It is the kind of epic battle that begs to be commemorated. And so the London Scottish Regiment does just that—gathering each year on Halloween Eve to pay homage to those who fought 95 years ago in the battle of the Windmill of Messines. The details of the barrage in Belgium—part of the First World War’s First Battle of Ypres—are rehashed by veterans of the London Scottish over food and drink. A memorial bagpipe tune may even be played: “At muster call at closing light, the men were filled with dread / At so many comrades wounded and so many lying dead / They had no hero soldier’s grave, indeed they never will / Their headstone—just the ghost of the burned-out mill.”
But for Pipe Major John Spoore—a 23-year veteran of the regiment—one thing always seemed to mute his enjoyment of the occasion: for all the years of celebration, nobody even knew for sure just where that pivotal windmill was located. So when Spoore heard about McMaster University’s Peace and War in the 20th Century website—a database which, unlike many others, allows open online access to its historical material—he hoped that archivists there could help him locate the mill, and finally put “his old grey head at ease.”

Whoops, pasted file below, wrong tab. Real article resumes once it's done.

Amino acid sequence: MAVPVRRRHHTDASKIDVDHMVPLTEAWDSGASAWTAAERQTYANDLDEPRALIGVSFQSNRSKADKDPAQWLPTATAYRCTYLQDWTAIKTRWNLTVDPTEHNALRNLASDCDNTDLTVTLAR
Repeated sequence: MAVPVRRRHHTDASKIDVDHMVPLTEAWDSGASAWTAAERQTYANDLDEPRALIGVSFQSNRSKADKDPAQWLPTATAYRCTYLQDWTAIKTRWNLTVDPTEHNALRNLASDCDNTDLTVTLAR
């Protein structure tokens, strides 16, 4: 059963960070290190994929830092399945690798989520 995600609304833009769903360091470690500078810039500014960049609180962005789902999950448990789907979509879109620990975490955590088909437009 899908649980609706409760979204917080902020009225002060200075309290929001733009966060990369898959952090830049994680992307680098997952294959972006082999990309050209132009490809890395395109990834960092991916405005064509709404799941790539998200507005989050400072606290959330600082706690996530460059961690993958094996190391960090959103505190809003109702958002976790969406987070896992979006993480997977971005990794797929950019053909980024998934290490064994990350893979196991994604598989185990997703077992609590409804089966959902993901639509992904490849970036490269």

Soon after Spoore emailed in his plea, map specialist Gord Beck, armed with the few scattered clues he had of the battle, hit the historical records. After narrowing the field, he scoured trench maps of the approximate location until he found what he was after: a tiny symbol that indicates the presence of a mill. Beck says the discovery is consequential because the Windmill battle was “part of a major offensive” against German forces. But he also stresses that this is part of a “widespread [and growing] appeal”—a broader interest in revisiting the sites of the First World War.
For Spool and his fellow vets, a long debate—one that rears its head every time Oct. 31 rolls around—has now been laid to rest. So now, when the London Scottish Regiment gathers to celebrate the “many kilted soldiers lying dead on Wystschaete Hill,” they will, at last, know the location of the long-lost Messines mill.